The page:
As a writer, I realize that my work has never been top-tier.  I have no best-sellers, no Top Ten blogs read by thousand of readers, no recognitions to speak of.  Every new contract must be won by sheer force of labor.  To acheive anything as a writer, I must out-write, and sometimes out-wit the more talented authors.  And most often, as my parents taught me and told me as a child, I will not win the day by force of intellect, but by force of habit.  Discipline is paramount for the writer.  Hours and hours of practice.  A writer cannot operate with the mantra, "Early to bed, early to rise" . . . but must rise early and work late. A writer is someone who is willing to write, bearing up under the seemingly insurmountable weight of words and the ideas conveyed through them.  Writers cannot parse time or waste it.  Writers turn five minutes into a poem, or thirty minutes into an essay.  Writers must work.

I cannot explain how or why I have come to this realization.  I wish it were otherwise.  I would prefer to be an author, sipping champaign and hob-knobbing with socialites upon the release of my latest title.  But the truth is, I am a writer, and as soon as one book is completed, there is no time to celebrate its publication or even bask in its appearance on the shelf.  As soon as one book is completed, another begins.  

Thank God there are still publishers out there (and their respective editors) who appreciate writers like me . . . guys (and gals) who can get the job done, who grovel in the dirty business of writing these tens of thousands of mid-list books that carry the publishing industry forward.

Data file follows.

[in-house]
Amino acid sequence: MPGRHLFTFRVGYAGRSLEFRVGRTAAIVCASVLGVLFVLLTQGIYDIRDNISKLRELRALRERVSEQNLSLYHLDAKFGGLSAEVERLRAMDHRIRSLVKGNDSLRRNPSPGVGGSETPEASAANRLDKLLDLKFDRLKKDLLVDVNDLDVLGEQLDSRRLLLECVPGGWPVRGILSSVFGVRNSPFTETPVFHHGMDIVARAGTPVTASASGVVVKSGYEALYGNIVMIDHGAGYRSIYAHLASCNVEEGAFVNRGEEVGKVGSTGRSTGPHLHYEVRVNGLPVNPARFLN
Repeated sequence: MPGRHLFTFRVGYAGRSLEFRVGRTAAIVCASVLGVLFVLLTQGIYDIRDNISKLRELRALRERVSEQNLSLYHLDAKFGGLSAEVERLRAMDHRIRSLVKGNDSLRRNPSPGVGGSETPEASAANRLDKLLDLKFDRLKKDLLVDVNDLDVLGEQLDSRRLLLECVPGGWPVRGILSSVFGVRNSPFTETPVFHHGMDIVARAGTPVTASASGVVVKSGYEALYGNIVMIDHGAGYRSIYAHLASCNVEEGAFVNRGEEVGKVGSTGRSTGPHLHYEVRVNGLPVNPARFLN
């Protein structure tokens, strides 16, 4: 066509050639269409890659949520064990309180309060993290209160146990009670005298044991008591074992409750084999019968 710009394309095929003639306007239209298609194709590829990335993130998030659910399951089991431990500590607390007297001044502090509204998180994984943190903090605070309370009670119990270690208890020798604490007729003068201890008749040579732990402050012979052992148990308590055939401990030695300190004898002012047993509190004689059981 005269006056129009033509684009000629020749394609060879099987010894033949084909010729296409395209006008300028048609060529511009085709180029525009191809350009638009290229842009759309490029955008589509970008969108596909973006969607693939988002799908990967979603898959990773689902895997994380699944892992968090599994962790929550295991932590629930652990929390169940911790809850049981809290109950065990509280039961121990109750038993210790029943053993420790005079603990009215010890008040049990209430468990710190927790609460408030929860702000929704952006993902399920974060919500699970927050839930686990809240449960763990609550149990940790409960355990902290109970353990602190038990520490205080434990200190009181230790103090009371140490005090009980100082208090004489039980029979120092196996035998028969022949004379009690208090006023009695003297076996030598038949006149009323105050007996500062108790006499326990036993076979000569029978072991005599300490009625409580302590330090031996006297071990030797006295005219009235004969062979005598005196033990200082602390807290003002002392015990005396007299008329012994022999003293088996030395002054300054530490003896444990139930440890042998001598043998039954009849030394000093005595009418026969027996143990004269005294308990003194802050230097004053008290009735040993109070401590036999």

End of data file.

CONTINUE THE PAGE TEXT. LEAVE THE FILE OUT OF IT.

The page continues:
I realize I am a writer (and not an author) because I have to push myself to the limit every day.  I have deadlines to meet (and thank God, many of them).  I have to rise early, gulp coffee, and then punish myself in the gym so that my energies and body will not wane, but will hold up under the obligations that have been assigned to me:  the writer.  I return home each day, usually having already written and worked a full load, only to sit once again in the dark and write forward through the evening hours until a new day arrives.  And then, it begins again when I rise a few hours later.  

But I realize authors don't do this.  Writers do.  

At 53 years of age, I realize that the trajectory of my life is unlikely to change.  And I'm not sure I would change it if the opportunity presented itself.  I've been a writer now for over 40 years.  Old habits die hard.

I'm not an author.  I'm a writer.  

I was a writer in 2013.